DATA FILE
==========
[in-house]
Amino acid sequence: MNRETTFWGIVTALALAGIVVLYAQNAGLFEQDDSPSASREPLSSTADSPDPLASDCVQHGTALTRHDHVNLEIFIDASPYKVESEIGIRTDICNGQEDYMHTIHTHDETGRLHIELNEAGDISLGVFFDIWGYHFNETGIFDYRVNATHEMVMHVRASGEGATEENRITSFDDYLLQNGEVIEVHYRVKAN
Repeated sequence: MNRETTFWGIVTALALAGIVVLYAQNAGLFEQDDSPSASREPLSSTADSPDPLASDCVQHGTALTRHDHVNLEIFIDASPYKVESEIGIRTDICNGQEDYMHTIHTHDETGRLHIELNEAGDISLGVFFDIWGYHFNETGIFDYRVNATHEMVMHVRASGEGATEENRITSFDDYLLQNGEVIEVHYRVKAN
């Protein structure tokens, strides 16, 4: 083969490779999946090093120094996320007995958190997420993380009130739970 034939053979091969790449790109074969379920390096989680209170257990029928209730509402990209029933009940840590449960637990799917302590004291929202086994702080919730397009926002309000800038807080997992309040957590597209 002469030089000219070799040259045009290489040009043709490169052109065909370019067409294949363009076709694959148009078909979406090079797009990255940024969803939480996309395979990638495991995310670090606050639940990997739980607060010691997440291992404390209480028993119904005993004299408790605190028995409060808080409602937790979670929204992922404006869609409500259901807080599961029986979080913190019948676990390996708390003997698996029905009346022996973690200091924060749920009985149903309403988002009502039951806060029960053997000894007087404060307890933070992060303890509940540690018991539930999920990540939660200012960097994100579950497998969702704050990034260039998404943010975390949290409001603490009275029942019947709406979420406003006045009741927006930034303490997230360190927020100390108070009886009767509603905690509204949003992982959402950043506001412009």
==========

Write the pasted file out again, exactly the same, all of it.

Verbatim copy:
[in-house]
Amino acid sequence: MNRETTFWGIVTALALAGIVVLYAQNAGLFEQDDSPSASREPLSSTADSPDPLASDCVQHGTALTRHDHVNLEIFIDASPYKVESEIGIRTDICNGQEDYMHTIHTHDETGRLHIELNEAGDISLGVFFDIWGYHFNETGIFDYRVNATHEMVMHVRASGEGATEENRITSFDDYLLQNGEVIEVHYRVKAN
Repeated sequence: MNRETTFWGIVTALALAGIVVLYAQNAGLFEQDDSPSASREPLSSTADSPDPLASDCVQHGTALTRHDHVNLEIFIDASPYKVESEIGIRTDICNGQEDYMHTIHTHDETGRLHIELNEAGDISLGVFFDIWGYHFNETGIFDYRVNATHEMVMHVRASGEGATEENRITSFDDYLLQNGEVIEVHYRVKAN
């Protein structure tokens, strides 16, 4: 083969490779999946090093120094996320007995958190997420993380009130739970 034939053979091969790449790109074969379920390096989680209170257990029928209730509402990209029933009940840590449960637990799917302590004291929202086994702080919730397009926002309000800038807080997992309040957590597209 002469030089000219070799040259045009290489040009043709490169052109065909370019067409294949363009076709694959148009078909979406090079797009990255940024969803939480996309395979990638495991995310670090606050639940990997739980607060010691997440291992404390209480028993119904005993004299408790605190028995409060808080409602937790979670929204992922404006869609409500259901807080599961029986979080913190019948676990390996708390003997698996029905009346022996973690200091924060749920009985149903309403988002009502039951806060029960053997000894007087404060307890933070992060303890509940540690018991539930999920990540939660200012960097994100579950497998969702704050990034260039998404943010975390949290409001603490009275029942019947709406979420406003006045009741927006930034303490997230360190927020100390108070009886009767509603905690509204949003992982959402950043506001412009």